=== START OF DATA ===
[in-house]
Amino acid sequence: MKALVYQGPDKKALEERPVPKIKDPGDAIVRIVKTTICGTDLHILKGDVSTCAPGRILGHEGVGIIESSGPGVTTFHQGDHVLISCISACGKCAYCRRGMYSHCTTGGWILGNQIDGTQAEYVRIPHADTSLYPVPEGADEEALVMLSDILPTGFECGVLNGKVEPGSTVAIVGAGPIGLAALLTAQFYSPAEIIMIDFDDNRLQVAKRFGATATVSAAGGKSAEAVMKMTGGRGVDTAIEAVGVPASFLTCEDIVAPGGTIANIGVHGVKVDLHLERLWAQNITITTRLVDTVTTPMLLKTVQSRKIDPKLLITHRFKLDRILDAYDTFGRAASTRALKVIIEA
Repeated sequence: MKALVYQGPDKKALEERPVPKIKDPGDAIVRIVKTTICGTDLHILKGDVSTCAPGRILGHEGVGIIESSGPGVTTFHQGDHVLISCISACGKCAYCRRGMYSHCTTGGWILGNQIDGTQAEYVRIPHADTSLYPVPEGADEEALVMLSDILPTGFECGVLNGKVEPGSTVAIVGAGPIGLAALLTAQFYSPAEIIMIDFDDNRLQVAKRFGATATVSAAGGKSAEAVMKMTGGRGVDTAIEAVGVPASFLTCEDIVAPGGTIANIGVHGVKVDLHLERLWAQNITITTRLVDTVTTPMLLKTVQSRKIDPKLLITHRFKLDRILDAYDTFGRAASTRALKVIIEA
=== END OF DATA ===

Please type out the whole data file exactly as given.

[in-house]
Amino acid sequence: MKALVYQGPDKKALEERPVPKIKDPGDAIVRIVKTTICGTDLHILKGDVSTCAPGRILGHEGVGIIESSGPGVTTFHQGDHVLISCISACGKCAYCRRGMYSHCTTGGWILGNQIDGTQAEYVRIPHADTSLYPVPEGADEEALVMLSDILPTGFECGVLNGKVEPGSTVAIVGAGPIGLAALLTAQFYSPAEIIMIDFDDNRLQVAKRFGATATVSAAGGKSAEAVMKMTGGRGVDTAIEAVGVPASFLTCEDIVAPGGTIANIGVHGVKVDLHLERLWAQNITITTRLVDTVTTPMLLKTVQSRKIDPKLLITHRFKLDRILDAYDTFGRAASTRALKVIIEA
Repeated sequence: MKALVYQGPDKKALEERPVPKIKDPGDAIVRIVKTTICGTDLHILKGDVSTCAPGRILGHEGVGIIESSGPGVTTFHQGDHVLISCISACGKCAYCRRGMYSHCTTGGWILGNQIDGTQAEYVRIPHADTSLYPVPEGADEEALVMLSDILPTGFECGVLNGKVEPGSTVAIVGAGPIGLAALLTAQFYSPAEIIMIDFDDNRLQVAKRFGATATVSAAGGKSAEAVMKMTGGRGVDTAIEAVGVPASFLTCEDIVAPGGTIANIGVHGVKVDLHLERLWAQNITITTRLVDTVTTPMLLKTVQSRKIDPKLLITHRFKLDRILDAYDTFGRAASTRALKVIIEA